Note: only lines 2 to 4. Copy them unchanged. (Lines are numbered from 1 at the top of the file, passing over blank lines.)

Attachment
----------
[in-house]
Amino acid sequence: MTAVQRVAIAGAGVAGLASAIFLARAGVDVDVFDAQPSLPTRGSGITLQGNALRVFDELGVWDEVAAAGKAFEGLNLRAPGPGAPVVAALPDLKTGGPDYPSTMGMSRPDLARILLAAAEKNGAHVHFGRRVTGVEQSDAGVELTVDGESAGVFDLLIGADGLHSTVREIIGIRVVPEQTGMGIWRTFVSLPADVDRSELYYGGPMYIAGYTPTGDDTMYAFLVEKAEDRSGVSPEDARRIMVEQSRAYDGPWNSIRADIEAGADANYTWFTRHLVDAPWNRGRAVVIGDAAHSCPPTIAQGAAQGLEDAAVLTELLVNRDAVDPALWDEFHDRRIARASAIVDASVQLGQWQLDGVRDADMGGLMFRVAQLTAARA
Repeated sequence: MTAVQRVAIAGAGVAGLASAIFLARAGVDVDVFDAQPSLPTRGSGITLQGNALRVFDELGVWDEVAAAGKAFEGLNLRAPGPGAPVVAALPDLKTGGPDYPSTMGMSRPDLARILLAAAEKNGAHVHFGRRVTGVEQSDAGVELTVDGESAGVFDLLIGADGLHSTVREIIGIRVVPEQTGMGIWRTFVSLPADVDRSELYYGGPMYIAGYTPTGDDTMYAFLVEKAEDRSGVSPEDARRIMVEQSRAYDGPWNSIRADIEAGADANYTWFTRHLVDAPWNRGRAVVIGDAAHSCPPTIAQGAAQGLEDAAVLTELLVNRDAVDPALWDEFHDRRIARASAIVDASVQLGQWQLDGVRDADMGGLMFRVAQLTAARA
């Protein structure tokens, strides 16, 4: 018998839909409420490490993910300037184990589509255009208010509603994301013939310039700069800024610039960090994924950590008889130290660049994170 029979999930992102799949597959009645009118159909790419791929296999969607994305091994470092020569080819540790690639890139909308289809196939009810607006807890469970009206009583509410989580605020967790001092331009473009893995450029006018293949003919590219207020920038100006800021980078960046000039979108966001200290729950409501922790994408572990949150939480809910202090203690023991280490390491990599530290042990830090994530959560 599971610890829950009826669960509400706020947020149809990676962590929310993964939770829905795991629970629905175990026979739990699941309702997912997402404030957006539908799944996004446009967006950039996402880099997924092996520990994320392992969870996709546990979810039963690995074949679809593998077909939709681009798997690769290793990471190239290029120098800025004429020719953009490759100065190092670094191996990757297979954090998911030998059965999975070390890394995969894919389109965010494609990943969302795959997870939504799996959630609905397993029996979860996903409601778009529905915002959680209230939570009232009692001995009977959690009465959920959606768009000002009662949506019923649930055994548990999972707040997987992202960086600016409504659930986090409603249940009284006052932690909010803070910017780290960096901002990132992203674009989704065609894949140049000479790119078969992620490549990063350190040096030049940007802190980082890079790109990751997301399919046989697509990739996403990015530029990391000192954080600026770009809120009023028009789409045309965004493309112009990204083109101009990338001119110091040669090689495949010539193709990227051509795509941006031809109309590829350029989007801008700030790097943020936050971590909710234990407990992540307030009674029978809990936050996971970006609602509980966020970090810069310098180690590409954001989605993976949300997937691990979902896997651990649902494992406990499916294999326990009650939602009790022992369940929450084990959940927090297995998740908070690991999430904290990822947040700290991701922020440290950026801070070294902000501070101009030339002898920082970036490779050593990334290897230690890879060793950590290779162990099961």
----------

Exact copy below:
Amino acid sequence: MTAVQRVAIAGAGVAGLASAIFLARAGVDVDVFDAQPSLPTRGSGITLQGNALRVFDELGVWDEVAAAGKAFEGLNLRAPGPGAPVVAALPDLKTGGPDYPSTMGMSRPDLARILLAAAEKNGAHVHFGRRVTGVEQSDAGVELTVDGESAGVFDLLIGADGLHSTVREIIGIRVVPEQTGMGIWRTFVSLPADVDRSELYYGGPMYIAGYTPTGDDTMYAFLVEKAEDRSGVSPEDARRIMVEQSRAYDGPWNSIRADIEAGADANYTWFTRHLVDAPWNRGRAVVIGDAAHSCPPTIAQGAAQGLEDAAVLTELLVNRDAVDPALWDEFHDRRIARASAIVDASVQLGQWQLDGVRDADMGGLMFRVAQLTAARA
Repeated sequence: MTAVQRVAIAGAGVAGLASAIFLARAGVDVDVFDAQPSLPTRGSGITLQGNALRVFDELGVWDEVAAAGKAFEGLNLRAPGPGAPVVAALPDLKTGGPDYPSTMGMSRPDLARILLAAAEKNGAHVHFGRRVTGVEQSDAGVELTVDGESAGVFDLLIGADGLHSTVREIIGIRVVPEQTGMGIWRTFVSLPADVDRSELYYGGPMYIAGYTPTGDDTMYAFLVEKAEDRSGVSPEDARRIMVEQSRAYDGPWNSIRADIEAGADANYTWFTRHLVDAPWNRGRAVVIGDAAHSCPPTIAQGAAQGLEDAAVLTELLVNRDAVDPALWDEFHDRRIARASAIVDASVQLGQWQLDGVRDADMGGLMFRVAQLTAARA
């Protein structure tokens, strides 16, 4: 018998839909409420490490993910300037184990589509255009208010509603994301013939310039700069800024610039960090994924950590008889130290660049994170 029979999930992102799949597959009645009118159909790419791929296999969607994305091994470092020569080819540790690639890139909308289809196939009810607006807890469970009206009583509410989580605020967790001092331009473009893995450029006018293949003919590219207020920038100006800021980078960046000039979108966001200290729950409501922790994408572990949150939480809910202090203690023991280490390491990599530290042990830090994530959560 599971610890829950009826669960509400706020947020149809990676962590929310993964939770829905795991629970629905175990026979739990699941309702997912997402404030957006539908799944996004446009967006950039996402880099997924092996520990994320392992969870996709546990979810039963690995074949679809593998077909939709681009798997690769290793990471190239290029120098800025004429020719953009490759100065190092670094191996990757297979954090998911030998059965999975070390890394995969894919389109965010494609990943969302795959997870939504799996959630609905397993029996979860996903409601778009529905915002959680209230939570009232009692001995009977959690009465959920959606768009000002009662949506019923649930055994548990999972707040997987992202960086600016409504659930986090409603249940009284006052932690909010803070910017780290960096901002990132992203674009989704065609894949140049000479790119078969992620490549990063350190040096030049940007802190980082890079790109990751997301399919046989697509990739996403990015530029990391000192954080600026770009809120009023028009789409045309965004493309112009990204083109101009990338001119110091040669090689495949010539193709990227051509795509941006031809109309590829350029989007801008700030790097943020936050971590909710234990407990992540307030009674029978809990936050996971970006609602509980966020970090810069310098180690590409954001989605993976949300997937691990979902896997651990649902494992406990499916294999326990009650939602009790022992369940929450084990959940927090297995998740908070690991999430904290990822947040700290991701922020440290950026801070070294902000501070101009030339002898920082970036490779050593990334290897230690890879060793950590290779162990099961």